Psychology and sociology comes in handy when designing a virtual world that will not harm the user, whether mentally or physically. Those two fields also comes in handy when marketing the finished product for commercial use. Historians and ethnographers may be interested in how technology has shaped or will shape individuals and society as a whole.

Long story short, everyone may not need to know coding, but  in the near future, every profession will likely need to collaborate with someone who does code. This means having knowledge of how technology works, how to break information down into steps, and how to provide useful information during the design and iteration process.

Having at least minimal understanding of HTML and CSS may go a long ways towards walking a mile in a coder’s shoes. Knowledge of how technology works will also help individuals seek new and innovative ways to help shape the future of their chosen profession. Learning ethical, responsible use of technology early on will help guide users towards positive applications of technology later in life. These decisions affect us all.

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Using Block-Based Computer Programming

If you’re looking for ways to introduce beginners to computer programming, block-based programming is a great place to start. These programming languages use graphical, drag-and-drop interfaces that make it easier to understand, develop, test, and tweak programs. In the case of Lego Mindstorms EV3 software, this program can control a robot made of Lego pieces that look similar to Knex pieces. Users just drag blocks into the programming area and change the settings to make the robot move, interact with sensors, display text or images on the screen, and more. This video made by Lego Discover will show you how to build your first program.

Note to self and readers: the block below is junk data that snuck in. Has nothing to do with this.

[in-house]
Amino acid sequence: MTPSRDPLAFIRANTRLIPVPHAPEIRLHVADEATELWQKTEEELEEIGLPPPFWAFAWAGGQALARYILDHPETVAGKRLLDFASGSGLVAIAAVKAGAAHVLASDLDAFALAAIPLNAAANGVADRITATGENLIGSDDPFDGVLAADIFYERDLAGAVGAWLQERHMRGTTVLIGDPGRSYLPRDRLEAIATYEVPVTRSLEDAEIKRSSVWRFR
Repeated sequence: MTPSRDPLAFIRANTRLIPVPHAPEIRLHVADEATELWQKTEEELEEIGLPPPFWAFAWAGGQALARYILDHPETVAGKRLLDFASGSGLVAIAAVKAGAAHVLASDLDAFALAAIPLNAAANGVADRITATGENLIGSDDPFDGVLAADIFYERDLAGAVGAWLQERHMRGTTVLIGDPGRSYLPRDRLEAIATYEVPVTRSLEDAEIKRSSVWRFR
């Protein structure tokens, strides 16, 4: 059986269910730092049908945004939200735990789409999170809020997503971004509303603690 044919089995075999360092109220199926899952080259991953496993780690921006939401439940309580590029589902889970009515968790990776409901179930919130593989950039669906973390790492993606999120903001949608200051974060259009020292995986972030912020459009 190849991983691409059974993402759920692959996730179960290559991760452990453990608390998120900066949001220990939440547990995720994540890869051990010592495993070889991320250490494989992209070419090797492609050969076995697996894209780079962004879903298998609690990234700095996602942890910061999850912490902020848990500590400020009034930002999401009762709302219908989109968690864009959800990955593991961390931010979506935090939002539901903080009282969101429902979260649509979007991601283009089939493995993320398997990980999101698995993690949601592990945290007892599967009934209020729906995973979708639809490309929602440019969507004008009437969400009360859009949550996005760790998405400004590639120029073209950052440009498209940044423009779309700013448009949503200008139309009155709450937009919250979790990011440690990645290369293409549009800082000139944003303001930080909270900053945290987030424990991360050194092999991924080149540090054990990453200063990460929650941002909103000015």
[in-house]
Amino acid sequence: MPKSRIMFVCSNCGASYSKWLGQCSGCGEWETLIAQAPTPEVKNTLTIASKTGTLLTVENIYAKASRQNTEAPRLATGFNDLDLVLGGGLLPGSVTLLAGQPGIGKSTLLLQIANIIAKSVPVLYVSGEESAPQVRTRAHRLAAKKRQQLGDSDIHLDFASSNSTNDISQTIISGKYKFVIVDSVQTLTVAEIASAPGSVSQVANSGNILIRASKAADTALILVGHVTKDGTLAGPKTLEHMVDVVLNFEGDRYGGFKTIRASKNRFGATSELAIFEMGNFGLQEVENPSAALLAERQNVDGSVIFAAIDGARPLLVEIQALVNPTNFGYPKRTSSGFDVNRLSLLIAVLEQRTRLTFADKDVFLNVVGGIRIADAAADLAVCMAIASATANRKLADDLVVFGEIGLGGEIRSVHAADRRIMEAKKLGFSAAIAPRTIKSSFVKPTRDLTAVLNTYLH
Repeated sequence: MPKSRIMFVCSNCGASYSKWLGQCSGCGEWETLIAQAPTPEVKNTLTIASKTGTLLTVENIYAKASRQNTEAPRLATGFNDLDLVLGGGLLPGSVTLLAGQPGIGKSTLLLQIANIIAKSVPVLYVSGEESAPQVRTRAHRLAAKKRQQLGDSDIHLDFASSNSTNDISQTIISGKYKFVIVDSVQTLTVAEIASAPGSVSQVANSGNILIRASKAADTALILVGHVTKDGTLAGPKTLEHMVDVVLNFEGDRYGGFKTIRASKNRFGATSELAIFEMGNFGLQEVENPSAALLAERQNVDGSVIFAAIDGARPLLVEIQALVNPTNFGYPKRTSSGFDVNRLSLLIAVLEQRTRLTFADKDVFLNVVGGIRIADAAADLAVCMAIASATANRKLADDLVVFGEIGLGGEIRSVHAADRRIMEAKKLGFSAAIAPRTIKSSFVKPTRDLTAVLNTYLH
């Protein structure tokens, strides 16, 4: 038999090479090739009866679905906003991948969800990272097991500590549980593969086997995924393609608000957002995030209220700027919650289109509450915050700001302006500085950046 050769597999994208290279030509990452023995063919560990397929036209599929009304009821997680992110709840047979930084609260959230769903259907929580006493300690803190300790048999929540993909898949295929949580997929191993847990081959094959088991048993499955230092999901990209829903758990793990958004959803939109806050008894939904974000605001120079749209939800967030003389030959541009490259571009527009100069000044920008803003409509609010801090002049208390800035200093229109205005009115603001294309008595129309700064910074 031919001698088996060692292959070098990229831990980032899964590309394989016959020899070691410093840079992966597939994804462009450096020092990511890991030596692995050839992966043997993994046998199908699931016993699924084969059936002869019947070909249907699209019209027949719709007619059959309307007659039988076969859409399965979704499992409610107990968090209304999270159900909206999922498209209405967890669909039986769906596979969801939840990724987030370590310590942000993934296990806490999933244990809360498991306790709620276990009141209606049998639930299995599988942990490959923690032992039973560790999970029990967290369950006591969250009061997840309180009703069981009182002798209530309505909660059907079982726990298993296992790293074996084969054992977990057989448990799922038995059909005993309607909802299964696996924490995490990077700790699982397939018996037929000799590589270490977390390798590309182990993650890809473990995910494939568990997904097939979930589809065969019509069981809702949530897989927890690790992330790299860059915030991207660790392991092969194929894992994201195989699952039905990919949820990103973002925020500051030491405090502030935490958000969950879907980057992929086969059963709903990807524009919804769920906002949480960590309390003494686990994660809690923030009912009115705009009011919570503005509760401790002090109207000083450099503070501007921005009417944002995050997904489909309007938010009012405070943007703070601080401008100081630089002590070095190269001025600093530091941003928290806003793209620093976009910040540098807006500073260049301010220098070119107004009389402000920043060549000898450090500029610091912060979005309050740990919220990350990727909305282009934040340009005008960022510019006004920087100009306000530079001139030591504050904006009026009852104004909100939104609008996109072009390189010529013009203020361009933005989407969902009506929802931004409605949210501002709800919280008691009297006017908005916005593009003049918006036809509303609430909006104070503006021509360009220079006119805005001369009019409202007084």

Lego Mindstorms is a more expensive option that the Library Commission uses through the Library Innovation Studios project. If your library wants to test out a powerful, free block-based programming interface, check out Scratch, made by MIT Media Lab. Scratch will let you program online stories, games, and animations. For free.

When learners want to expand their coding capabilities, they can transition over to text-based coding. Some good beginner options to look into are HTML and CSS coding to make a standard website from scratch. Add in Javascript to add more interactive features to the website. These links will send you to a YouTube video for freeCodeCamp.org, each video has a link to a written curriculum option as well.  There are a lot of other coding languages out there, but it’s difficult to choose a language until you know what you want to do with it.

Rather than get bogged down in which language to learn, libraries can focus on how to learn. The best thing we can all learn is how to break complex information into smaller, more manageable steps to learn from the ground up. After people learn how to think like a programmer, they can decide what they want to learn more about.  When people know where their interests lie, they can choose a program to suit their needs. Choosing a language without a purpose is a great way to quit before you start.

To encourage people to learn to code, try to connect them with good reasons to code. Technology is being used in multiple industries right now. People of any age or subject interest have a reason to learn programming. I will talk about more motivations to learn coding in future posts. Stay tuned.

 

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What is Digital Literacy?

Digital literacy has taken the library world by storm! What is digital literacy, you may ask. You will likely get a slightly different answer from every person you ask. The concept has also been called multiple literacies, technology literacy, 21st Century Skills, and similar.

What it all boils down to is that we are all trying to prepare students and all library patrons for the rapidly evolving digital world. There are 81 years left of the 21st Century. Nobody knows what the future will hold. But experts in digital and technology literacy have an educated guess as to the skills people will need going forward.